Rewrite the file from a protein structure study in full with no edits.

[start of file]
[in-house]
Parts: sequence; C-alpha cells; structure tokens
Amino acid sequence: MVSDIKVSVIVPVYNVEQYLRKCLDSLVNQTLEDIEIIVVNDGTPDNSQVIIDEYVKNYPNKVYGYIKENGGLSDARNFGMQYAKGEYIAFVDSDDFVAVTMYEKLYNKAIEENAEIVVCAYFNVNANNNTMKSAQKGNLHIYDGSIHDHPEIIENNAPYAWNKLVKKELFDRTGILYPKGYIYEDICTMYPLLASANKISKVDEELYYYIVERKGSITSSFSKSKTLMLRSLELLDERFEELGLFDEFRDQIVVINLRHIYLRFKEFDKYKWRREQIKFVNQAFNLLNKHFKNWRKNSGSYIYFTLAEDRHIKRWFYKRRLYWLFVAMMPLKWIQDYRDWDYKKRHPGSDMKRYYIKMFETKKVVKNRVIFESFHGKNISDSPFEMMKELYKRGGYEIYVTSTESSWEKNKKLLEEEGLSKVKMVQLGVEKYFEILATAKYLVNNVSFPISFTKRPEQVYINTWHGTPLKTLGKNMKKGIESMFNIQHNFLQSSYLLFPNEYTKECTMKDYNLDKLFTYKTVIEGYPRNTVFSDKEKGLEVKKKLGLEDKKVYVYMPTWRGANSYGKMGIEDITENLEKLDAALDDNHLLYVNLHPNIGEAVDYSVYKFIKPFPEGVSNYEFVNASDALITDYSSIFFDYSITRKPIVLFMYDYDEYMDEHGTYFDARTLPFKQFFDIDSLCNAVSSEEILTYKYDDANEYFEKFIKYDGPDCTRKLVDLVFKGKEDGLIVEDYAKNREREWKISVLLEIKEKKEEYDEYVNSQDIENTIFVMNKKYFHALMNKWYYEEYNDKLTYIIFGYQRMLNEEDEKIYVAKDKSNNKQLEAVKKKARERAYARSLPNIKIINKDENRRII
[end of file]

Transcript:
[in-house]
Parts: sequence; C-alpha cells; structure tokens
Amino acid sequence: MVSDIKVSVIVPVYNVEQYLRKCLDSLVNQTLEDIEIIVVNDGTPDNSQVIIDEYVKNYPNKVYGYIKENGGLSDARNFGMQYAKGEYIAFVDSDDFVAVTMYEKLYNKAIEENAEIVVCAYFNVNANNNTMKSAQKGNLHIYDGSIHDHPEIIENNAPYAWNKLVKKELFDRTGILYPKGYIYEDICTMYPLLASANKISKVDEELYYYIVERKGSITSSFSKSKTLMLRSLELLDERFEELGLFDEFRDQIVVINLRHIYLRFKEFDKYKWRREQIKFVNQAFNLLNKHFKNWRKNSGSYIYFTLAEDRHIKRWFYKRRLYWLFVAMMPLKWIQDYRDWDYKKRHPGSDMKRYYIKMFETKKVVKNRVIFESFHGKNISDSPFEMMKELYKRGGYEIYVTSTESSWEKNKKLLEEEGLSKVKMVQLGVEKYFEILATAKYLVNNVSFPISFTKRPEQVYINTWHGTPLKTLGKNMKKGIESMFNIQHNFLQSSYLLFPNEYTKECTMKDYNLDKLFTYKTVIEGYPRNTVFSDKEKGLEVKKKLGLEDKKVYVYMPTWRGANSYGKMGIEDITENLEKLDAALDDNHLLYVNLHPNIGEAVDYSVYKFIKPFPEGVSNYEFVNASDALITDYSSIFFDYSITRKPIVLFMYDYDEYMDEHGTYFDARTLPFKQFFDIDSLCNAVSSEEILTYKYDDANEYFEKFIKYDGPDCTRKLVDLVFKGKEDGLIVEDYAKNREREWKISVLLEIKEKKEEYDEYVNSQDIENTIFVMNKKYFHALMNKWYYEEYNDKLTYIIFGYQRMLNEEDEKIYVAKDKSNNKQLEAVKKKARERAYARSLPNIKIINKDENRRII